Protests are taking place in Hong Kong. Over 300 people have been arrested by police. Violence is yet again raging in the streets.
The Chinese government claims these laws are aimed at fighting domestic terrorism.
These protests are nothing new. In 2003, marches against a similar law to the one being proposed now by Beijing were successful in preventing the legislation from being enacted.
In 2014 the umbrella movement demanded democracy and the right for Hong Kongers to elect their own leaders.
Just last year hundreds of thousands took to the streets in defiance of a law that would extradite alleged criminals to mainland China.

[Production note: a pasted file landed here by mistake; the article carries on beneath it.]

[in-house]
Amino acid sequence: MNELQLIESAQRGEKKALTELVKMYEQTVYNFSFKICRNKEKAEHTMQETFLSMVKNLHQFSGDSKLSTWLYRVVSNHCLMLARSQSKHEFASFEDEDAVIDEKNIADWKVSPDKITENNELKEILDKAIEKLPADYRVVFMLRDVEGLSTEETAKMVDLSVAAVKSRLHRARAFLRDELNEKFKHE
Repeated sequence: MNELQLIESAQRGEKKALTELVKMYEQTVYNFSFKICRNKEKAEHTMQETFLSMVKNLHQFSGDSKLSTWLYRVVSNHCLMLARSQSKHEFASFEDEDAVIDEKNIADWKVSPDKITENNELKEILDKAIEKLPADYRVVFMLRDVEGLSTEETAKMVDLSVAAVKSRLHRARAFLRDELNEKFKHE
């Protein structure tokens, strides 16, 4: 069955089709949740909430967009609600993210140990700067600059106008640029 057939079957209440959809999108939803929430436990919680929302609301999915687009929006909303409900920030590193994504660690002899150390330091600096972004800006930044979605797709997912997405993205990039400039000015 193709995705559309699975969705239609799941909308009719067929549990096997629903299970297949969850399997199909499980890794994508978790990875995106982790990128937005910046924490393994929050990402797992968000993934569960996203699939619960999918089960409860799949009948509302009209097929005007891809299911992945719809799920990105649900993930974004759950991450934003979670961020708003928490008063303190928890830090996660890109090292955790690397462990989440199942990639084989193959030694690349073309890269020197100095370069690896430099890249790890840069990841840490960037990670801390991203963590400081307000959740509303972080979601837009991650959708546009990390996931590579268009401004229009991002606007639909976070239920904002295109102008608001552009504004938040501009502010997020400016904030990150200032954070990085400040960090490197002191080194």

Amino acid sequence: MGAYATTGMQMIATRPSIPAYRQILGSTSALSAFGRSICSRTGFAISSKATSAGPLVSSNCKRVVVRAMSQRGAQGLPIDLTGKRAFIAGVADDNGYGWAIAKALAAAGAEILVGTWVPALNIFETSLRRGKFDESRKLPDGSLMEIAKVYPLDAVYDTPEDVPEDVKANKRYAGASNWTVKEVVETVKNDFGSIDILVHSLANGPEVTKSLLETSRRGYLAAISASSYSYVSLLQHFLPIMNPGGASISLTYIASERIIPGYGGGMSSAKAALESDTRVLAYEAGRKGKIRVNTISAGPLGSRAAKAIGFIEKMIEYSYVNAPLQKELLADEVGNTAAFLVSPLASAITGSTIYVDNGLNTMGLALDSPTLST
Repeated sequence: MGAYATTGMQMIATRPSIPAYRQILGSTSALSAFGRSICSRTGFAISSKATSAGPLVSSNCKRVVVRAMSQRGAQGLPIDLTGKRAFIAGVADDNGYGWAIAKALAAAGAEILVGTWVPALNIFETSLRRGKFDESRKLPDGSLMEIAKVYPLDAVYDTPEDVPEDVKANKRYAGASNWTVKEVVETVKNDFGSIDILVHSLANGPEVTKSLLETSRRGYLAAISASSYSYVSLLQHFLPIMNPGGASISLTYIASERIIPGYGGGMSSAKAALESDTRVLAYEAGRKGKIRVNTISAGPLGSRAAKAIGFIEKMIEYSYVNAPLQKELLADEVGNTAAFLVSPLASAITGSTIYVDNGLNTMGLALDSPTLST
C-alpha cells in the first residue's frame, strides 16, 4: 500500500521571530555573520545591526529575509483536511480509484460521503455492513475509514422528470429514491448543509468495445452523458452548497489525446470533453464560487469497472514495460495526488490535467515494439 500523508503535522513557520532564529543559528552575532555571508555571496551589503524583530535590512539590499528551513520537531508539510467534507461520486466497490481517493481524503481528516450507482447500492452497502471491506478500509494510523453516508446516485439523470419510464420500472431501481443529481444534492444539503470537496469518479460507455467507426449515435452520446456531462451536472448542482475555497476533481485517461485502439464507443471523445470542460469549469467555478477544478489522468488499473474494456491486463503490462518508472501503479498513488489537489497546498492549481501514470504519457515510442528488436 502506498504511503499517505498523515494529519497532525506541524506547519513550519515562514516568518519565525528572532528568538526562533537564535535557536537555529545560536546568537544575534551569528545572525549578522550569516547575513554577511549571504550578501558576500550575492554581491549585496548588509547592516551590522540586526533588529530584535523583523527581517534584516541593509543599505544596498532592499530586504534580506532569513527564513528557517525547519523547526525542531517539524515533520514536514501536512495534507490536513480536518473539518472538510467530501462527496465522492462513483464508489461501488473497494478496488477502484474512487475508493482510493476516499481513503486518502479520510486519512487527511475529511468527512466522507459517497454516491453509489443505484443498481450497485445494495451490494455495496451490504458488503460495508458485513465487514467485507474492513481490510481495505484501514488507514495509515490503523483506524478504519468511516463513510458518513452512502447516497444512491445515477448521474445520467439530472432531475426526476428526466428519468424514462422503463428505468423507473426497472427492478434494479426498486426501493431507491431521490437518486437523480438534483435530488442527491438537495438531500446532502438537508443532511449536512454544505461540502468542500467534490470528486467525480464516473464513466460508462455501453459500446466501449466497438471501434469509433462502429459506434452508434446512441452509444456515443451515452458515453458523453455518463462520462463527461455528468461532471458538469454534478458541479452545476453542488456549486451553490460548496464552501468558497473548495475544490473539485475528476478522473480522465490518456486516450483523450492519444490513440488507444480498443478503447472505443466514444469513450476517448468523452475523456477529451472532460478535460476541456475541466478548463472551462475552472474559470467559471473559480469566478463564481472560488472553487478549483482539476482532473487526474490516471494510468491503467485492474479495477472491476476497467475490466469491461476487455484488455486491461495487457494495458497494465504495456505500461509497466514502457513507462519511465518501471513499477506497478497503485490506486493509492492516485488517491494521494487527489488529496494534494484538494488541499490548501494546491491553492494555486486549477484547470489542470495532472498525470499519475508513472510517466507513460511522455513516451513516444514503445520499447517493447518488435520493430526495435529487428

Eventually, the law was scrapped because of an agreement in 1997 between Britain and China.
Hong Kong was a British colony for 150 years, but after a lease allowing the UK to govern Hong Kong ran out, the two governments negotiated a transition agreement. This agreement would allow for Hong Kong to be run in what became known as ‘one country, two systems.’